The majority of people who develop hearing loss in Huntsville and Madison can blame factors such as aging or noise exposure. While these rank as the top causes of hearing impairment, there are other factors that can contribute to a loss of hearing—including certain diseases.
Hearing Loss Associated with Medical Conditions
Anything that damages the hair cells of the inner ear can cause hearing loss. These cells are responsible for gathering sounds and converting them to electronic signals that are sent to the brain for interpretation. Once they are damaged, they do not regenerate and can’t be repaired.
The following diseases are associated with hearing loss.
- Otosclerosis. Abnormal bone growth in the middle ear interferes with the transmission of sound, triggering hearing loss. It is often genetic in nature and hearing loss is typically gradual. Symptoms include dizziness, tinnitus and gradually worsening hearing loss. Treatment options include stapedectomy, a surgical procedure to remove all or part of the stapes bone, and cochlear implants.
- Ménière’s disease. Excess fluid buildup in the labyrinth of the inner ear causes this disorder. Symptoms include dizziness or vertigo, loss of balance, fullness in the ear, nausea, tinnitus and hearing loss. There is no cure, but medications are available to help control symptoms.
- Usher’s syndrome. This genetic disorder causes partial or total hearing and vision loss. There are three different types:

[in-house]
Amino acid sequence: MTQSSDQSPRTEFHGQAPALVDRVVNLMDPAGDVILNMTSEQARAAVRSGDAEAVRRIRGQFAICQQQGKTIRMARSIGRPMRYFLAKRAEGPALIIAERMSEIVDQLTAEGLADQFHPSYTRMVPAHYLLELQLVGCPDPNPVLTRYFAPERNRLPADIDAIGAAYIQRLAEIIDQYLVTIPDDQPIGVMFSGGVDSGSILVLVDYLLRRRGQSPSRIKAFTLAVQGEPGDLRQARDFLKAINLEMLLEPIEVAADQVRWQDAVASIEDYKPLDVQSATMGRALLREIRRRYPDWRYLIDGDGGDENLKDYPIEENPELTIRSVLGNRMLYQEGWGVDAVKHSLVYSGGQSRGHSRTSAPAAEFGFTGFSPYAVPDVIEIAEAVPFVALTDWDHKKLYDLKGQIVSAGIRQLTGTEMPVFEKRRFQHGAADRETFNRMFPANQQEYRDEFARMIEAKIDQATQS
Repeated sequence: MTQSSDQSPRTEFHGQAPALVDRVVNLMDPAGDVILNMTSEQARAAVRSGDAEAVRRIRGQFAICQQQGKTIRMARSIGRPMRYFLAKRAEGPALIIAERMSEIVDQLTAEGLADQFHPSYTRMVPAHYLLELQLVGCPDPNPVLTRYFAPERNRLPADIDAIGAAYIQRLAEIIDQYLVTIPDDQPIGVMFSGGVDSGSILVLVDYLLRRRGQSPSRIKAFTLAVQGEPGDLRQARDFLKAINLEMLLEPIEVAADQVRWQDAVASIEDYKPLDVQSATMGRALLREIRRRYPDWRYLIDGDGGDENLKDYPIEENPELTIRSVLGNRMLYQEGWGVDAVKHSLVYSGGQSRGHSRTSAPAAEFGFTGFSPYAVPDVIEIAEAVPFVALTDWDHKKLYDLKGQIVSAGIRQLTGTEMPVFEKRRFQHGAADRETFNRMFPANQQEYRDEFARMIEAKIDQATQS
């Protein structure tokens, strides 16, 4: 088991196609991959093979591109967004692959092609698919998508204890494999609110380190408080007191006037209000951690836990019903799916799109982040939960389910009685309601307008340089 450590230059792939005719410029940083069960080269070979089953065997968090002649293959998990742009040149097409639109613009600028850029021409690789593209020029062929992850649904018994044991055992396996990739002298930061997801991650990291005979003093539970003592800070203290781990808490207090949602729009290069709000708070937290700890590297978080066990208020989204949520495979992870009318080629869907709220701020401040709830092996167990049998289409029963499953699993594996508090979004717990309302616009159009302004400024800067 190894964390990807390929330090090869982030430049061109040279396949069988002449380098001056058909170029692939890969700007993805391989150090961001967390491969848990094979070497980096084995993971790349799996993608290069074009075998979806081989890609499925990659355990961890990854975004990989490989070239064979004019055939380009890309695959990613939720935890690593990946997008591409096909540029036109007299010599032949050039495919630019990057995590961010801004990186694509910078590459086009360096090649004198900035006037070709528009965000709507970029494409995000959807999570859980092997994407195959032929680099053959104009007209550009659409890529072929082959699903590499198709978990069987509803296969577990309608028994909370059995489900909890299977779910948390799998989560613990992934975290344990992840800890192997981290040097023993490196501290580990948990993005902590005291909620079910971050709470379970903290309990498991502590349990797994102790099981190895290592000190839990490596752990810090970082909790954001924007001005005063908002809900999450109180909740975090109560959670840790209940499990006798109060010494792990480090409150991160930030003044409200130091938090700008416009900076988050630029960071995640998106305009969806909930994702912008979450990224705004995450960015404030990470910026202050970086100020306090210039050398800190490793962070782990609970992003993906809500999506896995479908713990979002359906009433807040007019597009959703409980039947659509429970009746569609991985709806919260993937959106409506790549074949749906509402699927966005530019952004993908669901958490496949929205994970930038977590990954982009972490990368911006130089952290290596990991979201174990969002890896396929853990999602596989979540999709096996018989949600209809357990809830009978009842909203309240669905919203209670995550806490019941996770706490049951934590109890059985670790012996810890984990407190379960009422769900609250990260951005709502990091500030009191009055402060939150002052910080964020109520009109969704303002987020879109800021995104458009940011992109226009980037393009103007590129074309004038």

- In Type 1, children are born deaf
- In Type 2, children are born with moderate hearing loss
- In Type 3, children are born with normal hearing that grows progressively worse over time
- There is no cure for Usher’s syndrome. Most patients are helped by hearing aids or cochlear implants.
- Acoustic neuroma. This benign tumor on the hearing nerve is typically slow-growing and doesn’t cause problems initially, but it can grow large enough to press against the brainstem, causing hearing loss, dizziness, headaches, facial numbness or tingling and a feeling of fullness in the ear. It may be the result of noise exposure or head and neck radiation. Treatment varies depending on size of the tumor and the patient’s overall health; doctors often take a wait-and-see approach to observe how quickly it grows. Severe cases require surgical removal.
- Mumps. Once a common childhood affliction, this viral infection causes inflammation of the salivary glands and cheeks, resulting in symptoms such as fever, headaches and discomfort. In rare cases, the mumps virus can damage the hair cells of the cochlea, leading to hearing loss. There is no treatment for mumps, but a highly effective vaccination is available. Hearing aids or cochlear implants can help patients with hearing loss.
- Measles. This is another formerly common childhood illness that can be prevented by vaccination. It’s caused by the rubella virus and leads to rash, fever, joint pain, swollen lymph nodes and conjunctivitis. Hearing loss is a rare side effect resulting from nerve damage.
- Paget’s disease. This disorder is characterized by weakened bone structure that can result in deformities and increase the risk of fractures. Hearing loss is a side effect that may be caused by stretching of the auditory nerve or damage to the hair cells of the cochlea. Anti-inflammatories can help treat bone pain and stiff joints, while hearing aids or cochlear implants will help patients with damaged hearing.
For more information on diseases that can lead to hearing loss, call a hearing specialist in Huntsville or Madison.